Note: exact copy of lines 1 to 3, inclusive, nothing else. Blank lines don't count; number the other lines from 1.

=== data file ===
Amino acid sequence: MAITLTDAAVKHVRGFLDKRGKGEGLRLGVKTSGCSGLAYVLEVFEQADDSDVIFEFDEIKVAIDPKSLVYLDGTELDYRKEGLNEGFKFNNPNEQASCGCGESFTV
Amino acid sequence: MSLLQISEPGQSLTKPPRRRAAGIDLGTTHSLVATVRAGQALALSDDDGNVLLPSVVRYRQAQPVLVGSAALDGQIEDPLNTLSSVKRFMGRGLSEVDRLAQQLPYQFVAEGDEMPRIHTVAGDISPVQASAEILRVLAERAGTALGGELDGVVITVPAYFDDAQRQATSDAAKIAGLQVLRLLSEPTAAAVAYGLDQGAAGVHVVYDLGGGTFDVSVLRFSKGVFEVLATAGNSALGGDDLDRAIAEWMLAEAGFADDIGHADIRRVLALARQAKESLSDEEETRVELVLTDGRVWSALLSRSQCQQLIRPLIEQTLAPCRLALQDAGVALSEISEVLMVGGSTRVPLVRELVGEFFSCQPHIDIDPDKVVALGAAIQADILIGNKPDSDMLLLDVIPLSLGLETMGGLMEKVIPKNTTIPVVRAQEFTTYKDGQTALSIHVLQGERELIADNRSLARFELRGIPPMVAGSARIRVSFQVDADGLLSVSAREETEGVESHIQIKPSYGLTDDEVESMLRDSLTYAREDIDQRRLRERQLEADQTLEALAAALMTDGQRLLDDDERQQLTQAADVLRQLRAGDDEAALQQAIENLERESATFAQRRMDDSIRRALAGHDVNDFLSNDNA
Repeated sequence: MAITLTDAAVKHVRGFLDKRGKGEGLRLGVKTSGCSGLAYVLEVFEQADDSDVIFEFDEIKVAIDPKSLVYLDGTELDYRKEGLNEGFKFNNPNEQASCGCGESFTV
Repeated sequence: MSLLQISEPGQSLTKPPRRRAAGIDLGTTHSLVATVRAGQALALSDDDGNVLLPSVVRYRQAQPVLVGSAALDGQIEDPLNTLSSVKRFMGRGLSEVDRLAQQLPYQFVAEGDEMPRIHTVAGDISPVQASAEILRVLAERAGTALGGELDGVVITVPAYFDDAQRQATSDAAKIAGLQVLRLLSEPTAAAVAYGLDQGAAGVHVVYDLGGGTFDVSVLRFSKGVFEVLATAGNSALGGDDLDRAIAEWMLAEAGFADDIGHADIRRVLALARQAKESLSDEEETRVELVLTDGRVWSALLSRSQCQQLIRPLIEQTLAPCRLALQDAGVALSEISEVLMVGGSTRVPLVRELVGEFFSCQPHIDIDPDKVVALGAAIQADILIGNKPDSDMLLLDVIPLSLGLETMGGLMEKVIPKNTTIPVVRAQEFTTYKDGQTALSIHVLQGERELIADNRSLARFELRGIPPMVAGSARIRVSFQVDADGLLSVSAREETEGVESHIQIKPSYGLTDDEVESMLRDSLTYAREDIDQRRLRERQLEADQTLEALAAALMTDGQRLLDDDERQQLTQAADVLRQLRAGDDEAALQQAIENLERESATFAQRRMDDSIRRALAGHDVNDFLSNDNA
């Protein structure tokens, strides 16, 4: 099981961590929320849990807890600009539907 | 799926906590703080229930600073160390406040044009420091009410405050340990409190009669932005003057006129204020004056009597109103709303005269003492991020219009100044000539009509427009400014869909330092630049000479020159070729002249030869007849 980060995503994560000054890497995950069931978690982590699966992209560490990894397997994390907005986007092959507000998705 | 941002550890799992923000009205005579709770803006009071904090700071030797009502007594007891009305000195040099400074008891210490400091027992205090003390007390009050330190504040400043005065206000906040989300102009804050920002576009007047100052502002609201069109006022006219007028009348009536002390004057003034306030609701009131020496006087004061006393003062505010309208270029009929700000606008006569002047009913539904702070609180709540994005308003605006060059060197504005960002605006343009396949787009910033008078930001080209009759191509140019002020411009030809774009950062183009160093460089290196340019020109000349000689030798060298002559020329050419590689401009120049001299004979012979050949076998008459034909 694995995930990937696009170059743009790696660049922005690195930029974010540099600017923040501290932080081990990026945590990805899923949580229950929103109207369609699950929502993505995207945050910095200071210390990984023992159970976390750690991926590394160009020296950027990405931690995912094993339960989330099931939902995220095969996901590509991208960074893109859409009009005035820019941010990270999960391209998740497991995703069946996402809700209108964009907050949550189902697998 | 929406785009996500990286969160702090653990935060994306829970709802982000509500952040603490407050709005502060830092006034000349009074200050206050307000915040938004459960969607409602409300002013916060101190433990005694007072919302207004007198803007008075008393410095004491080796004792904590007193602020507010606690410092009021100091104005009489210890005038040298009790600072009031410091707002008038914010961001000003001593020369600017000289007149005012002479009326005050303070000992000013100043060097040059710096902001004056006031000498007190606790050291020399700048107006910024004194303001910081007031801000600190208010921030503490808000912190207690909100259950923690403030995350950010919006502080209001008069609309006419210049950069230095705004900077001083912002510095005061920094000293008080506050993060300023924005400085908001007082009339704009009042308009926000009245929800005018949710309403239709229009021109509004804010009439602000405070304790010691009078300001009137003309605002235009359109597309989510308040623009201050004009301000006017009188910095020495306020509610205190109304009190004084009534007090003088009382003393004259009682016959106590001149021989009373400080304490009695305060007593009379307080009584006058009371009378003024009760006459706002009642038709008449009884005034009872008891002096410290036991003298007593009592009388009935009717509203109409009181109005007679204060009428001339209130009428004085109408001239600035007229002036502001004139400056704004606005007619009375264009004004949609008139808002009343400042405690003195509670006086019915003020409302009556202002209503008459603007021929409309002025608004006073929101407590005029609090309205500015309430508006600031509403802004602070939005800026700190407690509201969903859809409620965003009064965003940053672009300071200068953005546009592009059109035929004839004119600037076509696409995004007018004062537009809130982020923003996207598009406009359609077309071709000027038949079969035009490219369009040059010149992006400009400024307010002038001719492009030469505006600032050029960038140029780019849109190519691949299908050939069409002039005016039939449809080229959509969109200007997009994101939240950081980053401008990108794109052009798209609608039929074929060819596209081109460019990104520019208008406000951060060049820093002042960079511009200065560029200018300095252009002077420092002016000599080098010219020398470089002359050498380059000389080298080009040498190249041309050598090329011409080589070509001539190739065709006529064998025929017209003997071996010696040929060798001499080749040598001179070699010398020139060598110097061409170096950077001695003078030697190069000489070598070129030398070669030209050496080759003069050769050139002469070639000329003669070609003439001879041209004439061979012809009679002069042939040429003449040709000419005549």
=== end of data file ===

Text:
Amino acid sequence: MAITLTDAAVKHVRGFLDKRGKGEGLRLGVKTSGCSGLAYVLEVFEQADDSDVIFEFDEIKVAIDPKSLVYLDGTELDYRKEGLNEGFKFNNPNEQASCGCGESFTV
Amino acid sequence: MSLLQISEPGQSLTKPPRRRAAGIDLGTTHSLVATVRAGQALALSDDDGNVLLPSVVRYRQAQPVLVGSAALDGQIEDPLNTLSSVKRFMGRGLSEVDRLAQQLPYQFVAEGDEMPRIHTVAGDISPVQASAEILRVLAERAGTALGGELDGVVITVPAYFDDAQRQATSDAAKIAGLQVLRLLSEPTAAAVAYGLDQGAAGVHVVYDLGGGTFDVSVLRFSKGVFEVLATAGNSALGGDDLDRAIAEWMLAEAGFADDIGHADIRRVLALARQAKESLSDEEETRVELVLTDGRVWSALLSRSQCQQLIRPLIEQTLAPCRLALQDAGVALSEISEVLMVGGSTRVPLVRELVGEFFSCQPHIDIDPDKVVALGAAIQADILIGNKPDSDMLLLDVIPLSLGLETMGGLMEKVIPKNTTIPVVRAQEFTTYKDGQTALSIHVLQGERELIADNRSLARFELRGIPPMVAGSARIRVSFQVDADGLLSVSAREETEGVESHIQIKPSYGLTDDEVESMLRDSLTYAREDIDQRRLRERQLEADQTLEALAAALMTDGQRLLDDDERQQLTQAADVLRQLRAGDDEAALQQAIENLERESATFAQRRMDDSIRRALAGHDVNDFLSNDNA
Repeated sequence: MAITLTDAAVKHVRGFLDKRGKGEGLRLGVKTSGCSGLAYVLEVFEQADDSDVIFEFDEIKVAIDPKSLVYLDGTELDYRKEGLNEGFKFNNPNEQASCGCGESFTV